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The main problem with fake news and false narratives is not the stories themselves, but the people who write them. Gossip Cop knows because we've been calling them out for nine years. Our only agenda is and has been to separate fact from fiction in celebrity reporting. That's it. But for the past 8 months, we've been dealing with a freelance writer who most assuredly has an agenda, having concocted one bizarre premise after another about us.

His name is Joseph Trotter, though he goes professionally by Keenan Trotter and J.K. Trotter. He's a former Gawker staffer, who's been cobbling together various conspiracies for years about Gossip Cop, including how our celebrity fact-checking site was supposedly part of a secret presidential coverup. (Aisle Three for tin foil.) Naturally, the story was provably untrue and even Gizmodo, the Gawker spinoff that was his former employer, didn't publish his off-base premises on at least two occasions.

Nearly seven years ago, Gossip Cop posted a story about Stormy Daniels, who allegedly had an affair with Donald Trump. At the time, Trump's camp told us it was "ridiculous." But we didn't necessarily believe Team Trump. We did, however, take Daniels' own lawyer's word when he called the report untrue.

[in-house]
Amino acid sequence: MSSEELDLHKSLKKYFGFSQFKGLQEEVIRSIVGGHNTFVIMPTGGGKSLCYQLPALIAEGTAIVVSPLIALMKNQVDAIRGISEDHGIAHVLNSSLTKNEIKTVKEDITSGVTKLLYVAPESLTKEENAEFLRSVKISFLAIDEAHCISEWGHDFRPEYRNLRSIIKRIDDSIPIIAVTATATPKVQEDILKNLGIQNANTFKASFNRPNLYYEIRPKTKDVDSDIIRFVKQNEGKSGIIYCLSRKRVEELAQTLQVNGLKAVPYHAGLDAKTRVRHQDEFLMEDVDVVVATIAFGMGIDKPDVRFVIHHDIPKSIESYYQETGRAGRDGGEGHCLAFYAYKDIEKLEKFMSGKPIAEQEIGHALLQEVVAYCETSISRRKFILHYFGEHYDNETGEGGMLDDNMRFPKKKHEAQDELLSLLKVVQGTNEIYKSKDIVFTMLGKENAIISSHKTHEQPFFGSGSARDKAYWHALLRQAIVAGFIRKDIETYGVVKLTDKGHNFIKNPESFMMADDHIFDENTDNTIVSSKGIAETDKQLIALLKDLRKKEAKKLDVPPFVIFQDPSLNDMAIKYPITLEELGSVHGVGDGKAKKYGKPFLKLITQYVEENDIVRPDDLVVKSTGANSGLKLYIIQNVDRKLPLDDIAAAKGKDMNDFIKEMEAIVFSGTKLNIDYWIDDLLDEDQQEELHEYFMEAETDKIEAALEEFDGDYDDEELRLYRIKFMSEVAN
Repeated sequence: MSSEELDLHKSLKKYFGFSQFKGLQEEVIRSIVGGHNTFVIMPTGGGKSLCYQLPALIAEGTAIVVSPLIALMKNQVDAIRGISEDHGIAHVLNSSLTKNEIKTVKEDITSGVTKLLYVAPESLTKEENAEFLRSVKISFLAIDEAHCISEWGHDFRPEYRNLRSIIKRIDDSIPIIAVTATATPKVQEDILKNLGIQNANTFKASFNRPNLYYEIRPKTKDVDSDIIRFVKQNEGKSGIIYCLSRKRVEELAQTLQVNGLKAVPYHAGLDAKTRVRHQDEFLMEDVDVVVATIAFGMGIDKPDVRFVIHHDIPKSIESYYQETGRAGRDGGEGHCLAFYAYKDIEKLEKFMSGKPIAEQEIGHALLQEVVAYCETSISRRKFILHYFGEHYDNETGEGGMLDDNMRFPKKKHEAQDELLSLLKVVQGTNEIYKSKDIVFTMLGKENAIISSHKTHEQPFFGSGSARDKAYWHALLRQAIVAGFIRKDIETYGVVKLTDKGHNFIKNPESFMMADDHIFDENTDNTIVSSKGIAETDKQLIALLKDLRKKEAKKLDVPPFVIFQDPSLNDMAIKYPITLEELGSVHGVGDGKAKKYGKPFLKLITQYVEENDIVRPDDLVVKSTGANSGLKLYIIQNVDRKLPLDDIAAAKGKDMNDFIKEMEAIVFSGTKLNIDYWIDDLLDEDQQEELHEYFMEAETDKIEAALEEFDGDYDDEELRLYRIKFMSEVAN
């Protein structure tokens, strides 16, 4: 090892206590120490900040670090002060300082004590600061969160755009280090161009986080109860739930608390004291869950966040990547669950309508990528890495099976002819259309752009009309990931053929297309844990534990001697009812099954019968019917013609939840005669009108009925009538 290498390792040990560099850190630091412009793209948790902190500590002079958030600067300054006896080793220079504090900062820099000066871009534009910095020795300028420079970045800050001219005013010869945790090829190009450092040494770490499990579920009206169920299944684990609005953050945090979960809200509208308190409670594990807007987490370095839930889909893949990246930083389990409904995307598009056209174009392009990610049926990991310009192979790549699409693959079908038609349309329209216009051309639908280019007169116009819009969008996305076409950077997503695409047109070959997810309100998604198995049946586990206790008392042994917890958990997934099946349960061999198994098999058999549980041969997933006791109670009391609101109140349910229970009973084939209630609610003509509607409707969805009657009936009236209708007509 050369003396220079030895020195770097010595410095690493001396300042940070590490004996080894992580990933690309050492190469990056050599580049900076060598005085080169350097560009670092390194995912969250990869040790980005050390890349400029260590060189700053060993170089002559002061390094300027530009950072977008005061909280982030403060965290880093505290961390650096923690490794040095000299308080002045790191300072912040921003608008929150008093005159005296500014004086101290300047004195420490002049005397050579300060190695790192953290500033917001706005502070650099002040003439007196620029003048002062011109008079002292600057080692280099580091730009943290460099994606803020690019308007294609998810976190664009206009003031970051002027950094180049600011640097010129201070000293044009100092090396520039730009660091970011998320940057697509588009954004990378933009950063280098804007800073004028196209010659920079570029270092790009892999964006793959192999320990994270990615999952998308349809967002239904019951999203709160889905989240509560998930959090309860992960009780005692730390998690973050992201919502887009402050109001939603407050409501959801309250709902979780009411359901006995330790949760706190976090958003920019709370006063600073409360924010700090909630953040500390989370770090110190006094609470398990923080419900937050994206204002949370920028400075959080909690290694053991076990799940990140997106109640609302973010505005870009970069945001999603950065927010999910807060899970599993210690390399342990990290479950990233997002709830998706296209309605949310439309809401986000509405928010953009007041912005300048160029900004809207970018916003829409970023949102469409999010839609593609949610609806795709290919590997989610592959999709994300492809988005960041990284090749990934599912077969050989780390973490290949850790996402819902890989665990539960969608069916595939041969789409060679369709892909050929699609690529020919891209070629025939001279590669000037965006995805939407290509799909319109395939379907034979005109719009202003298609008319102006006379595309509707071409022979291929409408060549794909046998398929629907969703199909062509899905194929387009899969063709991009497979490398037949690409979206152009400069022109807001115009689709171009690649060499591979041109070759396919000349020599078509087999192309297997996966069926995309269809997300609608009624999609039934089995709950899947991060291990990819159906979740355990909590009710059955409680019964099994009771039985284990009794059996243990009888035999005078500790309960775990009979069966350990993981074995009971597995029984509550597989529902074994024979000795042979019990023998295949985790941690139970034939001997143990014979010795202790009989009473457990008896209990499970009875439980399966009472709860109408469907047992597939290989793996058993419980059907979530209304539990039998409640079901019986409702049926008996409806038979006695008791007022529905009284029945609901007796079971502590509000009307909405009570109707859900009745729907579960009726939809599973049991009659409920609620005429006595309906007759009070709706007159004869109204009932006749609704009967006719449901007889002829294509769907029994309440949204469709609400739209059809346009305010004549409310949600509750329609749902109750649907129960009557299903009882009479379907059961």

Fast forward to 2016. Gossip Cop embarked on a huge cleanup of the site, which included, under the advice of search engine optimization specialists, redirecting what were old stories, as well as what's considered "thin" content, articles that were being penalized by Google's Panda algorithm for being too short. It was decided all the "thin" and outdated content from the site's launch in July 2009 through 2014 would be redirected. It should be noted that thousands of other websites similarly dug themselves out from the effects of Panda.

One of those stories that was redirected, a common practice for websites, was the Daniels article from 2011. It was a "thin" 187 words compared to our more robust stories that now generally run well in excess of 400 words. By April 2016, that piece and thousands of other articles were wholesale redirected, regardless of their length or subject matter. Frankly, having published more than 55,000 stories, none of us even remembered it.

But in January 2018, Trotter, who's admitted he takes "joy" in "inventing" conspiracies, had convinced himself Gossip Cop got rid of the Daniels post as part of a presidential coverup. We responded, "It's actually a very simple explanation... We've been doing a site cleanup, removing thousands of articles that are old and haven't been searched in about half a decade. There's no point to having 'Jennifer Aniston NOT Pregnant, Despite Report' from 2011, for instance... It's just basic site upkeep. Nothing juicy, alas."

Seemingly disinterested in the truth, the Gawker alum continued on his expedition. Hellbent on a presenting a narrative (albeit false one), Trotter kept harassing us, all in the hope of finding a "gotcha" moment that just didn't exist. We explained that we rarely do fact-checks about Trump, noting "there are plenty of political sites that do them... I know you're looking for some sort of smoking gun, but it's really a simple site cleanup," Gossip Cop's owner, Michael Lewittes, assured him.